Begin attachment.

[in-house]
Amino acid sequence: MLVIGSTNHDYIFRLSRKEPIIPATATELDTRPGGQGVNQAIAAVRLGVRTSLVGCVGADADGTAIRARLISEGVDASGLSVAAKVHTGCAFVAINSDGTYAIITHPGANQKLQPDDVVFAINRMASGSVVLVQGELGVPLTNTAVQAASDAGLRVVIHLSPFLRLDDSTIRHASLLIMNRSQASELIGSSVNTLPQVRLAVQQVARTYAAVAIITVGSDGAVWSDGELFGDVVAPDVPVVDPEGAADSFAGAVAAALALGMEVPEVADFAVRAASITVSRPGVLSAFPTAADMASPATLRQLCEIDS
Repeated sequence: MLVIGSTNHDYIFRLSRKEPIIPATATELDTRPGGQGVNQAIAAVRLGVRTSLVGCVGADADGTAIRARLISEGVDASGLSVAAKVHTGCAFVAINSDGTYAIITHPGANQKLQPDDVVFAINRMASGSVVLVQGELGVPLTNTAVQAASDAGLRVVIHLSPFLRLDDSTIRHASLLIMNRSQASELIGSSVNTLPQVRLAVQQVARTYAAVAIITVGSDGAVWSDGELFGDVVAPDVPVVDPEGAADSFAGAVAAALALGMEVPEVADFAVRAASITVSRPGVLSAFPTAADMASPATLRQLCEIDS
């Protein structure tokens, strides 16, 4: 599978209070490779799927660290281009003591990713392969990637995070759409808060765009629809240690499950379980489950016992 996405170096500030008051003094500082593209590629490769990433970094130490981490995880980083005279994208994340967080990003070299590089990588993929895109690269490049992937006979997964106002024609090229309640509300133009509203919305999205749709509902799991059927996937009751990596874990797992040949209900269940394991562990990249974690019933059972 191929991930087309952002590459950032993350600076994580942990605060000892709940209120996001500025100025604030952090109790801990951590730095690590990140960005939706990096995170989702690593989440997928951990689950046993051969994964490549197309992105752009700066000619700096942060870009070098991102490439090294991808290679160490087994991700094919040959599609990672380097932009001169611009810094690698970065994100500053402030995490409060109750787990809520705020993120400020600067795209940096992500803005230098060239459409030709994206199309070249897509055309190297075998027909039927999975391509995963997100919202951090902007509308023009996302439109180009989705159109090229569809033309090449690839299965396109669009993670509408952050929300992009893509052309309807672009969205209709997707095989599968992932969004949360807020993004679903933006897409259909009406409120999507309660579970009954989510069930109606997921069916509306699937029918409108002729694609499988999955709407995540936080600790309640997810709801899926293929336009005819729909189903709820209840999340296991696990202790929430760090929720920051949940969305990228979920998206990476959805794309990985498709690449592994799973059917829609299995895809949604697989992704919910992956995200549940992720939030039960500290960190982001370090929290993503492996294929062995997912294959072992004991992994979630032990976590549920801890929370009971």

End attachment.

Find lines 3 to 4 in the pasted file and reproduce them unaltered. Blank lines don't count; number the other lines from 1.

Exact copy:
Repeated sequence: MLVIGSTNHDYIFRLSRKEPIIPATATELDTRPGGQGVNQAIAAVRLGVRTSLVGCVGADADGTAIRARLISEGVDASGLSVAAKVHTGCAFVAINSDGTYAIITHPGANQKLQPDDVVFAINRMASGSVVLVQGELGVPLTNTAVQAASDAGLRVVIHLSPFLRLDDSTIRHASLLIMNRSQASELIGSSVNTLPQVRLAVQQVARTYAAVAIITVGSDGAVWSDGELFGDVVAPDVPVVDPEGAADSFAGAVAAALALGMEVPEVADFAVRAASITVSRPGVLSAFPTAADMASPATLRQLCEIDS
């Protein structure tokens, strides 16, 4: 599978209070490779799927660290281009003591990713392969990637995070759409808060765009629809240690499950379980489950016992 996405170096500030008051003094500082593209590629490769990433970094130490981490995880980083005279994208994340967080990003070299590089990588993929895109690269490049992937006979997964106002024609090229309640509300133009509203919305999205749709509902799991059927996937009751990596874990797992040949209900269940394991562990990249974690019933059972 191929991930087309952002590459950032993350600076994580942990605060000892709940209120996001500025100025604030952090109790801990951590730095690590990140960005939706990096995170989702690593989440997928951990689950046993051969994964490549197309992105752009700066000619700096942060870009070098991102490439090294991808290679160490087994991700094919040959599609990672380097932009001169611009810094690698970065994100500053402030995490409060109750787990809520705020993120400020600067795209940096992500803005230098060239459409030709994206199309070249897509055309190297075998027909039927999975391509995963997100919202951090902007509308023009996302439109180009989705159109090229569809033309090449690839299965396109669009993670509408952050929300992009893509052309309807672009969205209709997707095989599968992932969004949360807020993004679903933006897409259909009406409120999507309660579970009954989510069930109606997921069916509306699937029918409108002729694609499988999955709407995540936080600790309640997810709801899926293929336009005819729909189903709820209840999340296991696990202790929430760090929720920051949940969305990228979920998206990476959805794309990985498709690449592994799973059917829609299995895809949604697989992704919910992956995200549940992720939030039960500290960190982001370090929290993503492996294929062995997912294959072992004991992994979630032990976590549920801890929370009971």